9. Submit your Work

Once you start producing your own work, updating your online presence should be an ongoing part of your overall strategy to ensure you gain visibility and get your latest projects noticed by other designers, recruiters and agencies. This is the first step to getting your work seen! Though social networks like the ones mentioned above are good places to share your designs, they’re not the only places where you should be showcasing your talents. Reach out to other sites such as blogs and online magazines to gain visibility with a broader audience. 

There are a lot of websites out there and you may be wondering what are the best places to submit to? To help you out, we’ve put together a list of 40 design blogs you can familiarize yourself with and submit your work to. Here’s a preview of five favorites you can start with:

  • Creative Review: the leading publication in showcasing the latest design work and supporting new talent. To submit your work, contact their editorial team.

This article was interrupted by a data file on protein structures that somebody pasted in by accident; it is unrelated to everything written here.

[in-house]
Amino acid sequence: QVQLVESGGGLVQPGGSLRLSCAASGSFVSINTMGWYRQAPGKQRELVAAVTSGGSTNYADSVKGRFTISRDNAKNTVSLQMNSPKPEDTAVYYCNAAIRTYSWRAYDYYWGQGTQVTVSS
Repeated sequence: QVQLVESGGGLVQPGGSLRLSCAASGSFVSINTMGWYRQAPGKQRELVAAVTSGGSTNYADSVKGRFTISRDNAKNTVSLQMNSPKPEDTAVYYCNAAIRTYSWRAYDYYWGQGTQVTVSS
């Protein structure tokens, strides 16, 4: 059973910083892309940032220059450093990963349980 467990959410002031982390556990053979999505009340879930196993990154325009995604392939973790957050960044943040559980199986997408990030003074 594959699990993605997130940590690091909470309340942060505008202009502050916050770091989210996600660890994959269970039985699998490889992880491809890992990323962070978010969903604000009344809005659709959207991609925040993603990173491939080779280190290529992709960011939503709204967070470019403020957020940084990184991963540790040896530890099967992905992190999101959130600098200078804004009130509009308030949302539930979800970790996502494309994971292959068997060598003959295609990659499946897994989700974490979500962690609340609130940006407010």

• Visuelle: your go-to resource for graphic designers around the world for a daily dose of visual inspiration. To be considered, email submit@visuelle.co.uk.
  • Creative Boom: has been the key player in celebrating creativity and curating a wide range of work from various disciplines. It’s also an amazing blog for expert tips and industry insights. To submit your project for consideration, go to their guidelines page. 
  • Eye On Design: one of the oldest associations for design in the United States and has a huge membership base. Their Eye On Design blog is the perfect destination to discover emerging and established designers. To apply, reach out to past blog contributors to be considered. 
  • Design by Women: founded by graphic designer Mary Hemingway and aims to showcase and champion female creatives from around the world, as well as to inspire other women. If you’re a creative working in design and identify as female, get in touch with Design by Women for a feature.

Getting your design work featured in magazines and blogs is an incredible way to advance, but equally, submitting to awards can help with gaining international exposure. A few popular design awards you can look into are The Design Kids Awards, Indigo Awards, AGDA, Creative Design Awards, Adobe Design Achievement Awards, Young Guns and the D&AD New Blood Awards.

 10. Join Design Groups and Network